Last year homeschooling was terrible, like make you want to cry tough. I was a teacher. I have a Master's degree in Education. I have taught kindergarten through high school. What was wrong? I remember one day I called my husband crying and telling him, "I just can't do this any longer. It is hurting my relationship with my son and nothing is being learned." I felt lost. And it was at that moment we all agreed to stop school. It was April 2017, and we just stopped "having school" and going to our co-op. We decided we would end schooling at home early and enroll him in the neighborhood school in the fall.
In my attempts to ensure that I did everything possible on the homeschool front I began researching to see if we wanted to give it one last try. Our local school is rated at an eight overall, it is safe, close and would be "okay" for my son. I also know he wouldn't get the rigor or the attention or even life lessons that I could provide at home. But alas I tried the homeschool method, and it wasn't working, so it was ok to move on.
Then, I happened to read about a philosophy called Charlotte Mason. I am unsure where I first found her name, but as soon as I knew what to search for it, I jumped into the rabbit hole of research. I joined all the Charlotte Mason (CM) Facebook groups, subscribed to as many CM blogs and articles, I joined the CM Institute and signed up for a private consultation through A Delectable Education.
It was here during my research that I realized I was trying to make homeschool a replica of traditional school. I was forcing worksheets, busy work, dry text books as curriculum. I thought that is what it was or going to be I couldn't believe it could ever look different. After researching and getting a recommendation of books for a 2nd grader I decided to give it a try. We would start in July and go through August, and if it didn't work, it would give us enough time to enroll him to start school in September.
The first two weeks of implementation were bliss. Sheer joy. I can't even describe the attitude in my home; it was calm yet energetic at the same time. The energy for consuming the material was evident. The first two weeks my mother was in town and able to take my two younger children to the park and play for 2.5 hours while my older son and I focused on creating the rhythm and expectations of the CM way.
After the first week of learning my husband came home, and my son wanted to share all the things he had learned about for the week. He was telling him stories about the people we began to know, the artist, the musician, the folktales. My son was becoming part of this time in history we were studying, and he started making predictions about what the Indians were going to do or how Theasus was going to get to his father.
We are starting week seven next week with Charlotte Mason. Every moment isn't peaceful in a house of 3 young boys, every learning opportunity isn't always expanded on, and there are times I still have to discuss with my son why he has to do something. However, there is a new hunger for learning that has never existed before. When our timer goes off for an individual subject, he begs me to continue reading. He starts conversations with adults to tell them about what he is learning. When we go on our hikes my 19-month-old stops and watches an ant cross the trail, my four-year-old observes nature and shares his thoughts, and my seven-year-old gets out his nature journal to paint.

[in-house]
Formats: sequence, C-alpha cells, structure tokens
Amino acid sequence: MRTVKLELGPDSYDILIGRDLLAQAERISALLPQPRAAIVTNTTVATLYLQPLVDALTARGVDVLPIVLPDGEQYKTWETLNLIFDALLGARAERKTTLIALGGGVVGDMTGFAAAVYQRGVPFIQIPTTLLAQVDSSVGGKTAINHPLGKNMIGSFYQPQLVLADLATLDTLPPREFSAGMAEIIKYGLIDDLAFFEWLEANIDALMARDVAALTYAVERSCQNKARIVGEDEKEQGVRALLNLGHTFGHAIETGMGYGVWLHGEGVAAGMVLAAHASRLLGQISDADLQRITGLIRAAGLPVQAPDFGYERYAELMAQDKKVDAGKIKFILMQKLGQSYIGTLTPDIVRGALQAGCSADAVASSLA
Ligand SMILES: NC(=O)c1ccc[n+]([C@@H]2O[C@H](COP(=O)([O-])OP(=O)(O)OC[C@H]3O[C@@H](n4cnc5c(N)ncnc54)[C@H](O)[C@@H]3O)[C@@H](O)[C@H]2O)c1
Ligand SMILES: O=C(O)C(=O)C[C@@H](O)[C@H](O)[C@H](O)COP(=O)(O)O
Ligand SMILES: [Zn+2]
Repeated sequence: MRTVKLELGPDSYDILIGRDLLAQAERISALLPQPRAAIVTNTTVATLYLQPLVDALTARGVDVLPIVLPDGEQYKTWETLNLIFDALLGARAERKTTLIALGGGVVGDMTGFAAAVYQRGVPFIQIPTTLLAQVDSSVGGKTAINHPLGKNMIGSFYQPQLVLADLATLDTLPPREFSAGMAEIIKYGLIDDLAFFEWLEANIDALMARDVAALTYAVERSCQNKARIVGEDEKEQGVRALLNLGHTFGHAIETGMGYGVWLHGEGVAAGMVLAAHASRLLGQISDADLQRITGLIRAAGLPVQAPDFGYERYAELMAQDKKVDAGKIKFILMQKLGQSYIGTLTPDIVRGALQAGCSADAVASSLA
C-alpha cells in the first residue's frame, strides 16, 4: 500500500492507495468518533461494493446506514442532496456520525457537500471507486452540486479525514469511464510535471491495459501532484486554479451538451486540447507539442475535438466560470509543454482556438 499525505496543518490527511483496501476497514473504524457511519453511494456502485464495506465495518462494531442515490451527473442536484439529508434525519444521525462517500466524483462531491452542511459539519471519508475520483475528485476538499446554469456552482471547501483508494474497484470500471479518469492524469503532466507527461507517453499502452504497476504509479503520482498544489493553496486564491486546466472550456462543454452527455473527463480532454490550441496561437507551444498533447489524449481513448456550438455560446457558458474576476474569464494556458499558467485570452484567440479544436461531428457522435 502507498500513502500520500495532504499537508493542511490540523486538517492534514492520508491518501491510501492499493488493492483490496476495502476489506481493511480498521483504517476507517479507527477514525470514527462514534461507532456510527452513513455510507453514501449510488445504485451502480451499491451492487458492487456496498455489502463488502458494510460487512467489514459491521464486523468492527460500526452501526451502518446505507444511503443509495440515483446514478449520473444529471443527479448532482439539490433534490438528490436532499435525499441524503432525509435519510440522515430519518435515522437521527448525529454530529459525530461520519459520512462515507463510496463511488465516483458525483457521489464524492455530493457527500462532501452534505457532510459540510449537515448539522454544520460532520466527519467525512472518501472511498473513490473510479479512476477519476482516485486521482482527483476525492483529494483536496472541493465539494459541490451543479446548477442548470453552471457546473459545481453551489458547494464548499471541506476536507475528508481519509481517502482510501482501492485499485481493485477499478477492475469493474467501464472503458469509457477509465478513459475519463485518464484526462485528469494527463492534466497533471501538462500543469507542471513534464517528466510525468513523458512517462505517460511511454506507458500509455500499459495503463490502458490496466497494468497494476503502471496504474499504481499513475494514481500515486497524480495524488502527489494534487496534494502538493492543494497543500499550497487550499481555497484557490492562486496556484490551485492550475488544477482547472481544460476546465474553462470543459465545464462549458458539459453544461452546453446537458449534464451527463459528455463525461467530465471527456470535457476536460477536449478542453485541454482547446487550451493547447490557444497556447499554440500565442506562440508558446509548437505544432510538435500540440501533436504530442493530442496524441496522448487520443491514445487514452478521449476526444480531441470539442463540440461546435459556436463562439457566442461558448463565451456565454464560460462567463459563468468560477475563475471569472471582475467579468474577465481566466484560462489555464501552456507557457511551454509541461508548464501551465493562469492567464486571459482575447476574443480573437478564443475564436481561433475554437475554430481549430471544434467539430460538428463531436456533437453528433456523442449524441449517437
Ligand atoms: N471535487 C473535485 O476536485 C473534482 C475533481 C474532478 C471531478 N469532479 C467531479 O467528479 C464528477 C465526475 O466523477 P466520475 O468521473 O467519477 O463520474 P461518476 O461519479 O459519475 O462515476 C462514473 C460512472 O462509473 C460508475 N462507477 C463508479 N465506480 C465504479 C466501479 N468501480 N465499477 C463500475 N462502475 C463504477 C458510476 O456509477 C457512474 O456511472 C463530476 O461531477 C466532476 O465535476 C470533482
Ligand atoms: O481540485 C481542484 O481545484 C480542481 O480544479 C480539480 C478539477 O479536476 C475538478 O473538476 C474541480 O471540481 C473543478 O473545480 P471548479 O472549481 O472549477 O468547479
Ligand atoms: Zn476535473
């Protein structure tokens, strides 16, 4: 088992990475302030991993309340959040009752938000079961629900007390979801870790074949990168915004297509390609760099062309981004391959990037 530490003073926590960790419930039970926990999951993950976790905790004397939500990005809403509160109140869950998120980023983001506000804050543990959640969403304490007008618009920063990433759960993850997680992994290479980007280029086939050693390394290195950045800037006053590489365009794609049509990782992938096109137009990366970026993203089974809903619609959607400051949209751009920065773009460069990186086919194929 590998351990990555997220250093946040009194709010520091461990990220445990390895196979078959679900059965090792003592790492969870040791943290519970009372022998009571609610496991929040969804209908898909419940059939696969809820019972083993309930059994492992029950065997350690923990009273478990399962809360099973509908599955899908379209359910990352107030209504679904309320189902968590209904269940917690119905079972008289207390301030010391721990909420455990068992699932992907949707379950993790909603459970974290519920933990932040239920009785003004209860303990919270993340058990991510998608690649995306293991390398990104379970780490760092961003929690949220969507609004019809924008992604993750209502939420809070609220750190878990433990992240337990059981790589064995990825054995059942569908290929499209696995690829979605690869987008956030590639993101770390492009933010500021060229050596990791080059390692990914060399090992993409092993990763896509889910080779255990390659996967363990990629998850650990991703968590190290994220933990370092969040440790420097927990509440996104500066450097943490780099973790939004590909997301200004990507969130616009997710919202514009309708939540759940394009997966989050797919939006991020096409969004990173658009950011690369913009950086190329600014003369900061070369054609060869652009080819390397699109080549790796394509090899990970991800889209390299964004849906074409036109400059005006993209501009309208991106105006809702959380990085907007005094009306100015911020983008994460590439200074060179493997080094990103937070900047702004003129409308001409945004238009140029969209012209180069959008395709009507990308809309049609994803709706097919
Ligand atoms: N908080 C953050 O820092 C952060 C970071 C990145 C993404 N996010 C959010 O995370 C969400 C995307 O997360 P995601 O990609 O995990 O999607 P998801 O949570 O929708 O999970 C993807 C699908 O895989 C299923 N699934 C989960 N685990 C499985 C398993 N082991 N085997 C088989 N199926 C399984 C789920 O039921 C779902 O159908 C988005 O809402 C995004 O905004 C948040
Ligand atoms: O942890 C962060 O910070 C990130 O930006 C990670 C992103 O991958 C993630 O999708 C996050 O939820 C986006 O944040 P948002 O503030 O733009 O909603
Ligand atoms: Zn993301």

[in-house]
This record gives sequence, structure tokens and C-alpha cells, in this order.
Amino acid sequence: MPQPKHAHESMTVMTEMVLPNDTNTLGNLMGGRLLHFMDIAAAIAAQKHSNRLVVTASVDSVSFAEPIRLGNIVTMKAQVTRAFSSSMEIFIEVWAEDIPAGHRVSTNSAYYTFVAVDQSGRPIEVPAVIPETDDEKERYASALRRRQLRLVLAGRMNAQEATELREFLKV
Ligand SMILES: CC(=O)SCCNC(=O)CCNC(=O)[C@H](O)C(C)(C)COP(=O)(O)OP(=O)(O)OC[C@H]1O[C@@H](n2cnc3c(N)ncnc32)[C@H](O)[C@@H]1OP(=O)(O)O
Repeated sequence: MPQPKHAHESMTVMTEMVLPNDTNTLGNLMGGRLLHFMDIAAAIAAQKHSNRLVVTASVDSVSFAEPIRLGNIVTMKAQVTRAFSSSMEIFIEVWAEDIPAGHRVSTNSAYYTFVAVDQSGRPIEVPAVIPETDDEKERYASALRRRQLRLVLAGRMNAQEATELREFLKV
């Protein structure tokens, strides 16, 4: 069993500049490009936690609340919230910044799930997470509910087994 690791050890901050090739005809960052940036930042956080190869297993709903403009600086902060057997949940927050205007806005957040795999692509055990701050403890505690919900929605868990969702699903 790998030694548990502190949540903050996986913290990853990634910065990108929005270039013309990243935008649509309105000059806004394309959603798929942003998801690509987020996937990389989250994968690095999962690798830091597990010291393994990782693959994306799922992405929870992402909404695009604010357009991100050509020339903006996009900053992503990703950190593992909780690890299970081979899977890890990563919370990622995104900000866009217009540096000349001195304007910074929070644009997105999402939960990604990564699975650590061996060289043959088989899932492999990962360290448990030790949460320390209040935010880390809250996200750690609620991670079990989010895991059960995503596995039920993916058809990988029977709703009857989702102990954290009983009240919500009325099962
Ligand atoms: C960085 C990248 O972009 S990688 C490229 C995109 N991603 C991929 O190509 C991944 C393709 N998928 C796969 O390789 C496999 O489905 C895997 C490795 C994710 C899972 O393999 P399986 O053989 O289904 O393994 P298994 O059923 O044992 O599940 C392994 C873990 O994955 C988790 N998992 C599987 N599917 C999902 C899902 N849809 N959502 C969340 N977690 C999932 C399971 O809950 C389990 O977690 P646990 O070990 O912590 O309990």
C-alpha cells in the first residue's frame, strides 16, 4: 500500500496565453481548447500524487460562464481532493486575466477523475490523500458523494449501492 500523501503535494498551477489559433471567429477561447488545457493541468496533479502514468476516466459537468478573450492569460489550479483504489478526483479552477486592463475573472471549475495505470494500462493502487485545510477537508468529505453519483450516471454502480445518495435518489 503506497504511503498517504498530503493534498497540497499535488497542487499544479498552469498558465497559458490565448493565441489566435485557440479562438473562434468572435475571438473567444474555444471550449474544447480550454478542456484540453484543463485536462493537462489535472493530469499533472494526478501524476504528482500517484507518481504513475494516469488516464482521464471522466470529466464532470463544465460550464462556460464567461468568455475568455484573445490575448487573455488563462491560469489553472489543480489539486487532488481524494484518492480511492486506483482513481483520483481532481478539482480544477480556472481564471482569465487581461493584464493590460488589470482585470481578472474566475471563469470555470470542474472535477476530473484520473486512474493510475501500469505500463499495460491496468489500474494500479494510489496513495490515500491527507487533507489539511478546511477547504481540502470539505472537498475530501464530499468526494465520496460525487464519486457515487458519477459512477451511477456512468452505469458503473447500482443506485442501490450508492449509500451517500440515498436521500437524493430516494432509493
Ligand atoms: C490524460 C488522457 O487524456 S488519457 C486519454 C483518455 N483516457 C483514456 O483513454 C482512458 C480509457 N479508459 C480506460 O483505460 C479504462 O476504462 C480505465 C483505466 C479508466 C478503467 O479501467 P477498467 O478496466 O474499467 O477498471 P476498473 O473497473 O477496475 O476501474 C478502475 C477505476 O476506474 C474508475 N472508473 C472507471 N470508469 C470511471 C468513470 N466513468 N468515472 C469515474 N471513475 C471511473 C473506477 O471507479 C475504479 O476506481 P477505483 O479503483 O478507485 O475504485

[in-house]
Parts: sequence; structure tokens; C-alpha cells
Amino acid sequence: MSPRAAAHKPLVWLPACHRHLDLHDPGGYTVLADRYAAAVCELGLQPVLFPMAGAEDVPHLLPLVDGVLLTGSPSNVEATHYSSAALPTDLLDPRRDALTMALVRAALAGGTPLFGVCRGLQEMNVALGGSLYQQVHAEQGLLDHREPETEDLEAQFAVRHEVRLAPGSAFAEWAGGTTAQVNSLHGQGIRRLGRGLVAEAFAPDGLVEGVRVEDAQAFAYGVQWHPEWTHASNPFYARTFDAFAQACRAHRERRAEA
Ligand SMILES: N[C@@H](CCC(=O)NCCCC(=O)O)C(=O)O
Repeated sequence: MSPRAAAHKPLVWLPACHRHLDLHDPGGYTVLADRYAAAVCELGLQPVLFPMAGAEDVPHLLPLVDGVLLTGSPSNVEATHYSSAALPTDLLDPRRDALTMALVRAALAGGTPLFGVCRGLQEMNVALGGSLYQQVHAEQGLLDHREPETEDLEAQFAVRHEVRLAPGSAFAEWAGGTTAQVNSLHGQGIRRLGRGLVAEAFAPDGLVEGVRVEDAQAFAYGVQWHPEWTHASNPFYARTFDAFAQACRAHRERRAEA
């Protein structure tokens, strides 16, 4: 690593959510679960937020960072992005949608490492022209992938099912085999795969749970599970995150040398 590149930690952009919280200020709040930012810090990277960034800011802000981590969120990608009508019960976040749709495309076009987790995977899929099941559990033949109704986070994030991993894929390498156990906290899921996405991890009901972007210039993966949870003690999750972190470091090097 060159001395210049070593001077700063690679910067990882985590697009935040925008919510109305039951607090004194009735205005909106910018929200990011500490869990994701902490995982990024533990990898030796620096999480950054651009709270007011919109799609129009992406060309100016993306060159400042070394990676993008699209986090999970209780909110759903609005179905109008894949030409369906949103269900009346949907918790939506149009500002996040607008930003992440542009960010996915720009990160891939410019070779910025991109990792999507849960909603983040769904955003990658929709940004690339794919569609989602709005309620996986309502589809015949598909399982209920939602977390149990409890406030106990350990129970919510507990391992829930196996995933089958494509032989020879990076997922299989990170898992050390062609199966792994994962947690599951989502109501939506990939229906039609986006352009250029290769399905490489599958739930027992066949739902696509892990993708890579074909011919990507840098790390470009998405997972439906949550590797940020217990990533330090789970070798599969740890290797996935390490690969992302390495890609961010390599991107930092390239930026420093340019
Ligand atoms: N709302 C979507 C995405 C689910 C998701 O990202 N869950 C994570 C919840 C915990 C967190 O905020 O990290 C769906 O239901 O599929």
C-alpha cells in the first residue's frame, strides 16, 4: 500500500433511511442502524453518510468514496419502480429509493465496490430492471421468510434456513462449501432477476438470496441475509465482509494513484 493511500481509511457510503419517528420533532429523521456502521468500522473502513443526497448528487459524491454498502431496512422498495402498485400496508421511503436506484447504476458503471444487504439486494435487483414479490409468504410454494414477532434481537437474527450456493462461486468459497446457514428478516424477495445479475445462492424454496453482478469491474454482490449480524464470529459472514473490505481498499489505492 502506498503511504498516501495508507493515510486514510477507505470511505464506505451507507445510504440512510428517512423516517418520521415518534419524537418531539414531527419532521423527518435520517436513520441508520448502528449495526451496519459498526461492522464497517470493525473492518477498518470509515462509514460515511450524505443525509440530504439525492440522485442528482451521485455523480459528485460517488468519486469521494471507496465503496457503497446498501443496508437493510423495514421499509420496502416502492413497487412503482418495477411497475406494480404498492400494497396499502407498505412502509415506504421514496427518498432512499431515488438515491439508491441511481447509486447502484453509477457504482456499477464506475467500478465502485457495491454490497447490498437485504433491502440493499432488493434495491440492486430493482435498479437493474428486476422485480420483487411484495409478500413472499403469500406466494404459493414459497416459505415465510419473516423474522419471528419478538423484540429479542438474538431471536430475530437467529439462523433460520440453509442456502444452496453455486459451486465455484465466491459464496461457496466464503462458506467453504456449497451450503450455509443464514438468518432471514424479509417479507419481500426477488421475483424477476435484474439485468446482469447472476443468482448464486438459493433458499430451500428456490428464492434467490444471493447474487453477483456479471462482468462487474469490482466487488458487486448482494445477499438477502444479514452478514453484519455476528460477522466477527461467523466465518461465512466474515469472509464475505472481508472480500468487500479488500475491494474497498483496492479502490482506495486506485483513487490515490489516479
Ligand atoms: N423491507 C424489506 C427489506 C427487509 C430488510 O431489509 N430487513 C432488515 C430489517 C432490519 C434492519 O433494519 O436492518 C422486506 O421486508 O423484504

The Charlotte Mason philosophy is all encompassing. Her volumes of books touch on habit training, the proper clothing for children, the times' tables for learning, the material, the mother's role and so much more from the birth of an infant through high school. What I think has worked well for my son and our home due in part to Charlotte Mason is her recommendation for short lessons. The attention to focus during each lesson, the variety of learning (composers, artists, folk tales, physical education, chores, language, etc.), the idea of living books and of course the cornerstone of her ideas, narration.
The living books ideas are key to CM. Rather than reading a small passage out of a textbook we now read whole novels or stories. And the important factor here is that when you read a book or story in its entirety you know the material. It isn't just some small paragraph on how America was colonized. It is a book about how Amerigo Vespucci named America and Charles Robbins began a relationship with the Indians, and you want to keep reading more. It isn't a check list of finish this passage complete this worksheet. You get to become one with the material, and thus it synthesizes and begins to take hold in your brain as a memory to recall not only as a fact later, but to apply it in other areas.
We still have our homeschool challenges and opportunities to grow. Homeschooling still stretches me mentally and emotionally. But now that we have embraced this new philosophy it makes the journey more fulfilling.
Charlotte Mason has changed the way we homeschool, the way I look and interact with my children and most importantly the way we learn. I hope that if you are considering homeschooling or interested, you will look into Charlotte Mason. I hope that if you are not in that stage of life, you will support us in our endeavor to build learners of life, art and all things natural. Today, we have found what best supports our long term goals for education, and that is a Charlotte Mason homeschool.